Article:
Are stories of childbirth trauma making us pathologically afraid of giving birth? Maybe. Does that mean we should censor women? Absolutely not.
Mumsnet has come under scrutiny following a lecture by academic Catriona Jones. Though I suspect the nuance of Jones’s thoughts has been lost, she is concerned that a drip feed of birth horror stories online may be prompting some women to develop tocophobia (a profound fear of childbirth) and could be leading them to request a caesarean to avoid vaginal birth.
A barrage of only the very worst experiences might be unhelpful to pregnant women. In my fantasy world it is normal to hear childbirth stories – from the very difficult, to the most positive and especially the boring ones in the middle. This imaginary open, non-judgemental culture would prepare women for the many realities of birth and help them work out what’s right for them. Yet outside of my utopia the reaction to a story about childbirth demonstrates how quick we are to silence and blame individual women rather than look to the systemic problems surrounding their experiences. Stories are sometimes shared despite this punitive culture, but they are quickly appropriated to create an antagonistic debate around the “right way” to give birth that serves no one apart from the clickbait merchants.
Women who have experienced difficult births may need to share their stories as they process them. I suspect more would open up about their experiences were it not for the predictable commentators who will negate their feelings, tell them a healthy baby is all that matters and to stop their whining. Similarly others feel unable to tell their good birth stories for fear of being labelled smug or simply disbelieved.
I want there to be more space for stories but no woman should feel the weight of responsibility for warning, reassuring, inspiring or reality-checking others by scooping out her most personal moments in the service of some agenda or another. It is not your job to make giving birth ok for others – that is the work of clinicians, policy makers and campaigners. A personal story can make an impact on those with the power to improve care, but the burden of work to find stories must sit with those who organise care not those who receive it. Your birth stories are not political cannon fodder and we should all be angry that the reaction to the volume of tales of trauma is to blame women rather than a system that is traumatising them.
Despite the furore over the volume of negative stories being shared, we don’t yet exist in a world that is open to women discussing their reproductive lives. The old-fashioned notion that birth stories are private and unfit for public consumption persists. Women’s business at its most pulsatingly bloody and real is sadly not often yet a comfortable in-person discussion. If a midwife, doctor or health visitor doesn’t ask in a way that suggests they actually want to hear, these stories may stay imprisoned within a woman.
Despite the furore over the volume of negative stories being shared, we don’t yet exist in a world that is open to women discussing their reproductive lives
If the experiences do break out on to the internet they are all too often appropriated by someone with an agenda. No media furore around birth is complete without the additional insult of women being shoehorned into two engineered camps: the idealistic, hippy, pain-is-power gang pitted against the, birth-is-a-shitstorm-of-awfulness, get-an-epidural-before-you-become-pregnant-or-you-aren’t-a-feminist brigade. Each group is wound up to defend their personal truths on a political stage – and that makes them feel defensive, scrutinised and embattled.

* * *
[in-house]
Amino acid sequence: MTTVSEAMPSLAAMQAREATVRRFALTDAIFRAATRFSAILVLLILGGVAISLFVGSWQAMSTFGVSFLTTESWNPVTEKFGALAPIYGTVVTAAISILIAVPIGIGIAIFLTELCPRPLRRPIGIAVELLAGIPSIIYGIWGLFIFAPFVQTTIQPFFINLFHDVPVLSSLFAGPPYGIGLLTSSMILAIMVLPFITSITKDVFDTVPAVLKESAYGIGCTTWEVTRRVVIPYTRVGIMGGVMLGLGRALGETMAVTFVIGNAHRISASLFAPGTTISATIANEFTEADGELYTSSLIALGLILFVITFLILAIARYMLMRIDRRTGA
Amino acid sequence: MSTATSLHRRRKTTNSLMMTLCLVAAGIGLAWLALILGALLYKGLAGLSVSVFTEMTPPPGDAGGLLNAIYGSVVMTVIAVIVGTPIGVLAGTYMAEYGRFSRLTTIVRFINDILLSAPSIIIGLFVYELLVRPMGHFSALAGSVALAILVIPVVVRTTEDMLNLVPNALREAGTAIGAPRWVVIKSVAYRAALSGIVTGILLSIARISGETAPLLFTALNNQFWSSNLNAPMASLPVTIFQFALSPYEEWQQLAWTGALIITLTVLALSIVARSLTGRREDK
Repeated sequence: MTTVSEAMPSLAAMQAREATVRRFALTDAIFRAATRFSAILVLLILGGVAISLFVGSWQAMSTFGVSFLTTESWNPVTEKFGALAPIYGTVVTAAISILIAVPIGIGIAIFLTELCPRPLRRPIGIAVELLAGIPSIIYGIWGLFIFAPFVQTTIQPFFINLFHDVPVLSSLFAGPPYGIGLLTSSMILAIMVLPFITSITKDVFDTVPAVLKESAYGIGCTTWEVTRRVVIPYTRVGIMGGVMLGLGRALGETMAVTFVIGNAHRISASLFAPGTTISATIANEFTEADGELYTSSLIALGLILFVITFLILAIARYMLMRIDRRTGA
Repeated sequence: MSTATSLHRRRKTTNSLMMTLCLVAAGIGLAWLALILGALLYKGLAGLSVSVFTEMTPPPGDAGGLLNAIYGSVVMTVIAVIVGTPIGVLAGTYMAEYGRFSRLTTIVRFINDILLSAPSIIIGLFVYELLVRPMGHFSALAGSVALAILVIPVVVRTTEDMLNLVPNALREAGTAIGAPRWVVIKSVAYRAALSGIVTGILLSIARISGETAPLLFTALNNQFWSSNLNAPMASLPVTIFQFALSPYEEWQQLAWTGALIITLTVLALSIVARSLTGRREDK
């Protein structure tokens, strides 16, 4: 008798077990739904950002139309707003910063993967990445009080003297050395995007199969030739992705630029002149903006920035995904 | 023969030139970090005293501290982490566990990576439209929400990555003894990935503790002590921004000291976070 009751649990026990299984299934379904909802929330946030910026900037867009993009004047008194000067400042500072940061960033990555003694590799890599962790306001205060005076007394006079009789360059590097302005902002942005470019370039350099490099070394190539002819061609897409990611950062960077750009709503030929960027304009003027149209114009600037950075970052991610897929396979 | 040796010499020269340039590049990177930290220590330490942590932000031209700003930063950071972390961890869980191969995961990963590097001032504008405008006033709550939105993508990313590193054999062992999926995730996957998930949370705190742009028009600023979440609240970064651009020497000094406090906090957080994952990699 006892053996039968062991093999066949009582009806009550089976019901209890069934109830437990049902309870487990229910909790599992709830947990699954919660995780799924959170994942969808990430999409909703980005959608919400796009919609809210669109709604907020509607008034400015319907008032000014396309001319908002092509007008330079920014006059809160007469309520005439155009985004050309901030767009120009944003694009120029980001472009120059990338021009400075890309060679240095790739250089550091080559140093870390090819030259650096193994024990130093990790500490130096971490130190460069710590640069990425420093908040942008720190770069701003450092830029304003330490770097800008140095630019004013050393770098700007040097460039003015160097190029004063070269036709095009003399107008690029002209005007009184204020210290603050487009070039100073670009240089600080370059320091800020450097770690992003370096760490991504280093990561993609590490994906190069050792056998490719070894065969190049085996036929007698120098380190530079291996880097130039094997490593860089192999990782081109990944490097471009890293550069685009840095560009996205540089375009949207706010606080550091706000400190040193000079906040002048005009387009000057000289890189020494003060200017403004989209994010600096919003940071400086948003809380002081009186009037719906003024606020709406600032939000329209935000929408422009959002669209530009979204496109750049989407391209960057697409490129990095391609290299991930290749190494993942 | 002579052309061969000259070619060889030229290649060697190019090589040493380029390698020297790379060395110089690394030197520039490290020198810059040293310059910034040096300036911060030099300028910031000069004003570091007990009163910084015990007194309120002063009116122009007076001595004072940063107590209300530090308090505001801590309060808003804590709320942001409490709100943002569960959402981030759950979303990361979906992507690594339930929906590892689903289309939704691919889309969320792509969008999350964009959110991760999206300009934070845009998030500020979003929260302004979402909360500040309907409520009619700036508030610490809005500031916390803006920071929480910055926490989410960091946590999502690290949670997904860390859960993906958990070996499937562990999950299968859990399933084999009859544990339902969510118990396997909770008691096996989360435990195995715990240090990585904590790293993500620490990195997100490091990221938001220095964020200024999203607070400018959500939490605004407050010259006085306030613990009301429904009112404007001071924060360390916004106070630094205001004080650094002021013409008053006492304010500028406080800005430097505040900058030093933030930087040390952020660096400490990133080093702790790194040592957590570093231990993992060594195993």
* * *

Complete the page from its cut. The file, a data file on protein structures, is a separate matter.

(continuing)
Neither of these groups is real. All of this is a construct that stops us improving the culture and practices around birth. Women are not giving birth at two opposite ends of spectrum and, while ecstatic birth and truly awful birth experiences are very real, they are not the every day.
Storytelling is one of the most powerful tools humanity has and the power that comes with voicing our own narratives has not been lost. We need more stories not less, because it is not the sharing of our experiences that is the problem. The problem is how difficult it is to find someone to listen to us and the way we are encouraged to frame and defend our most personal moment as scavengers pick over them.
I have told many other women’s stories in my writing but rarely voiced my own because I worry about the reaction. So when I tell you the stories of when I became a mother please don’t extrapolate them in to lessons about the right and best way to give birth. Please don’t put words in my mouth or tell me what I thought or felt, criticise my choices or use me to make a point. Like others I have put my story in to the world simply because it is my reality and a moment that matters to me.
My waters broke three weeks before my due date causing the young handyman (the only other person in the house) to turn grey with fear and drill about 50 holes in the wall; none in the right place. My labour only took eight hours. It wasn’t painful, though my next birth would be. A mixture of dreamy milkshakes with my husband, walks in the rain, terror and joy. A blur of paramedics’ boots and their loud chat distracting me horribly. Midwife Patricia who said she would tell me what to do, my husband’s voice calling the baby ‘darling’ as her face emerged from inside me. I remember shock, love, fear, calm, effort, vulnerability and strength altogether. I gave birth, red-faced, sweaty and exhausted as the sun rose. It left a tiny stain on one of my cushions and a huge mark across my life.
Make Birth Better has a map of local birth trauma support services.